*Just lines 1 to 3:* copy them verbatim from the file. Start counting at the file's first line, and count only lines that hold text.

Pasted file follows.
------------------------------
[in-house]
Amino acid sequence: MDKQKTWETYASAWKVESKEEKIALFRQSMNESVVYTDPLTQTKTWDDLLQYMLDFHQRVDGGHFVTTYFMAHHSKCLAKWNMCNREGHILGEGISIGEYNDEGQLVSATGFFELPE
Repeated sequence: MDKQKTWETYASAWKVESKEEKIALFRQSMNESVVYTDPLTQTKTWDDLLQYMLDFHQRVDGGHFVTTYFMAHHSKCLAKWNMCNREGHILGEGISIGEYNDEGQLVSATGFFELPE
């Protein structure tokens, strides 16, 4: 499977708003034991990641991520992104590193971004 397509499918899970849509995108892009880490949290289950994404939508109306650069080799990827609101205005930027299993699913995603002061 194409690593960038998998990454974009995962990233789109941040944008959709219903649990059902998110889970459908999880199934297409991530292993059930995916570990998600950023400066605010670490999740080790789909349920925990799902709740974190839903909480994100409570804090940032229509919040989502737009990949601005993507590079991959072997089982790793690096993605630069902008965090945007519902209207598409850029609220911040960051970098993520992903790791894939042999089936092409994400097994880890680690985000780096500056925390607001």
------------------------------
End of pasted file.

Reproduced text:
[in-house]
Amino acid sequence: MDKQKTWETYASAWKVESKEEKIALFRQSMNESVVYTDPLTQTKTWDDLLQYMLDFHQRVDGGHFVTTYFMAHHSKCLAKWNMCNREGHILGEGISIGEYNDEGQLVSATGFFELPE
Repeated sequence: MDKQKTWETYASAWKVESKEEKIALFRQSMNESVVYTDPLTQTKTWDDLLQYMLDFHQRVDGGHFVTTYFMAHHSKCLAKWNMCNREGHILGEGISIGEYNDEGQLVSATGFFELPE